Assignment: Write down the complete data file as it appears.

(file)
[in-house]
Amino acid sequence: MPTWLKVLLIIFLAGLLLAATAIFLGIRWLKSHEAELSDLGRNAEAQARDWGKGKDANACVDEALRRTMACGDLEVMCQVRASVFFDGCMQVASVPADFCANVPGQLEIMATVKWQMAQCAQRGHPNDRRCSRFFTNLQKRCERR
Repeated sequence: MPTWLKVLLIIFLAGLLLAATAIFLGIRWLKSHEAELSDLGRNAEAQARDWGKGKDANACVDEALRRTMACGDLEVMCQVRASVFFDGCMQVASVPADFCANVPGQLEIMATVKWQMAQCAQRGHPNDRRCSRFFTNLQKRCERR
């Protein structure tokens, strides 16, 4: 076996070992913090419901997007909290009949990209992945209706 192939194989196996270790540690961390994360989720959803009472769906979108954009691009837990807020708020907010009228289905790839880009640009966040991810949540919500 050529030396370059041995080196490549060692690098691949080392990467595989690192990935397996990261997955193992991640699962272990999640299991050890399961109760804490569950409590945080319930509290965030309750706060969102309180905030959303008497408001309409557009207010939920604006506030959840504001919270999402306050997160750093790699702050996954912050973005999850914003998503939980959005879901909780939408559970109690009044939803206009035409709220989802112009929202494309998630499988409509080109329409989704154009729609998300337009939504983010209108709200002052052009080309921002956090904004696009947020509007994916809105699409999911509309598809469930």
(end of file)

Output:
[in-house]
Amino acid sequence: MPTWLKVLLIIFLAGLLLAATAIFLGIRWLKSHEAELSDLGRNAEAQARDWGKGKDANACVDEALRRTMACGDLEVMCQVRASVFFDGCMQVASVPADFCANVPGQLEIMATVKWQMAQCAQRGHPNDRRCSRFFTNLQKRCERR
Repeated sequence: MPTWLKVLLIIFLAGLLLAATAIFLGIRWLKSHEAELSDLGRNAEAQARDWGKGKDANACVDEALRRTMACGDLEVMCQVRASVFFDGCMQVASVPADFCANVPGQLEIMATVKWQMAQCAQRGHPNDRRCSRFFTNLQKRCERR
């Protein structure tokens, strides 16, 4: 076996070992913090419901997007909290009949990209992945209706 192939194989196996270790540690961390994360989720959803009472769906979108954009691009837990807020708020907010009228289905790839880009640009966040991810949540919500 050529030396370059041995080196490549060692690098691949080392990467595989690192990935397996990261997955193992991640699962272990999640299991050890399961109760804490569950409590945080319930509290965030309750706060969102309180905030959303008497408001309409557009207010939920604006506030959840504001919270999402306050997160750093790699702050996954912050973005999850914003998503939980959005879901909780939408559970109690009044939803206009035409709220989802112009929202494309998630499988409509080109329409989704154009729609998300337009939504983010209108709200002052052009080309921002956090904004696009947020509007994916809105699409999911509309598809469930």